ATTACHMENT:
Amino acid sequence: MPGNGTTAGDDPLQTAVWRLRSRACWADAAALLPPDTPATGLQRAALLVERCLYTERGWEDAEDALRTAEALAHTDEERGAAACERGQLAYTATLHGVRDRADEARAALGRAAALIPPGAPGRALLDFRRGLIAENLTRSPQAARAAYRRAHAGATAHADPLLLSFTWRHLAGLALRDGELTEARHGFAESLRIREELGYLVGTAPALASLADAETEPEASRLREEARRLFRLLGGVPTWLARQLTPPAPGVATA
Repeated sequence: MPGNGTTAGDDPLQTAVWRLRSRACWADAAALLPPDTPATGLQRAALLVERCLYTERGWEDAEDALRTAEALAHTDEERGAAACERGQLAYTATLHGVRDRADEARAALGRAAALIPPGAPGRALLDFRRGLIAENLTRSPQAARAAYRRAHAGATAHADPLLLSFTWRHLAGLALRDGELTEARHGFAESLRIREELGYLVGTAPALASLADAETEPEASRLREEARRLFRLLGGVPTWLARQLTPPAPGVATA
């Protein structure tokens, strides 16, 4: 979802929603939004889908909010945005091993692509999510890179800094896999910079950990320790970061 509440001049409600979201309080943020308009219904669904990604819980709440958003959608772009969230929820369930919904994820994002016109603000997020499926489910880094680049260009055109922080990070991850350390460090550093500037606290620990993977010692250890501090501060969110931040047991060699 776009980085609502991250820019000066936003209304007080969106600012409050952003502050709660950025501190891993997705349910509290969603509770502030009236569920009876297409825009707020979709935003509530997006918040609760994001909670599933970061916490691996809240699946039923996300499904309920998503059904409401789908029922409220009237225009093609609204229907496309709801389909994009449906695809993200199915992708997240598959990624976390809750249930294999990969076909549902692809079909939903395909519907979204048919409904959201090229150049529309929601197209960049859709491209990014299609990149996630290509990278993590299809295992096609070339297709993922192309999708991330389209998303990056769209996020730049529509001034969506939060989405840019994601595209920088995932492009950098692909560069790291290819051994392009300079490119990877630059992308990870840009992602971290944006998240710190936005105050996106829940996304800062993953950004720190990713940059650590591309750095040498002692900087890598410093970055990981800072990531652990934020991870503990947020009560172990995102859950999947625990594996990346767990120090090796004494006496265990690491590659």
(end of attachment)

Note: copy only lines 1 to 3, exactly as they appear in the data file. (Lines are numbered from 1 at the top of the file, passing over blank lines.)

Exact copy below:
Amino acid sequence: MPGNGTTAGDDPLQTAVWRLRSRACWADAAALLPPDTPATGLQRAALLVERCLYTERGWEDAEDALRTAEALAHTDEERGAAACERGQLAYTATLHGVRDRADEARAALGRAAALIPPGAPGRALLDFRRGLIAENLTRSPQAARAAYRRAHAGATAHADPLLLSFTWRHLAGLALRDGELTEARHGFAESLRIREELGYLVGTAPALASLADAETEPEASRLREEARRLFRLLGGVPTWLARQLTPPAPGVATA
Repeated sequence: MPGNGTTAGDDPLQTAVWRLRSRACWADAAALLPPDTPATGLQRAALLVERCLYTERGWEDAEDALRTAEALAHTDEERGAAACERGQLAYTATLHGVRDRADEARAALGRAAALIPPGAPGRALLDFRRGLIAENLTRSPQAARAAYRRAHAGATAHADPLLLSFTWRHLAGLALRDGELTEARHGFAESLRIREELGYLVGTAPALASLADAETEPEASRLREEARRLFRLLGGVPTWLARQLTPPAPGVATA
């Protein structure tokens, strides 16, 4: 979802929603939004889908909010945005091993692509999510890179800094896999910079950990320790970061 509440001049409600979201309080943020308009219904669904990604819980709440958003959608772009969230929820369930919904994820994002016109603000997020499926489910880094680049260009055109922080990070991850350390460090550093500037606290620990993977010692250890501090501060969110931040047991060699 776009980085609502991250820019000066936003209304007080969106600012409050952003502050709660950025501190891993997705349910509290969603509770502030009236569920009876297409825009707020979709935003509530997006918040609760994001909670599933970061916490691996809240699946039923996300499904309920998503059904409401789908029922409220009237225009093609609204229907496309709801389909994009449906695809993200199915992708997240598959990624976390809750249930294999990969076909549902692809079909939903395909519907979204048919409904959201090229150049529309929601197209960049859709491209990014299609990149996630290509990278993590299809295992096609070339297709993922192309999708991330389209998303990056769209996020730049529509001034969506939060989405840019994601595209920088995932492009950098692909560069790291290819051994392009300079490119990877630059992308990870840009992602971290944006998240710190936005105050996106829940996304800062993953950004720190990713940059650590591309750095040498002692900087890598410093970055990981800072990531652990934020991870503990947020009560172990995102859950999947625990594996990346767990120090090796004494006496265990690491590659």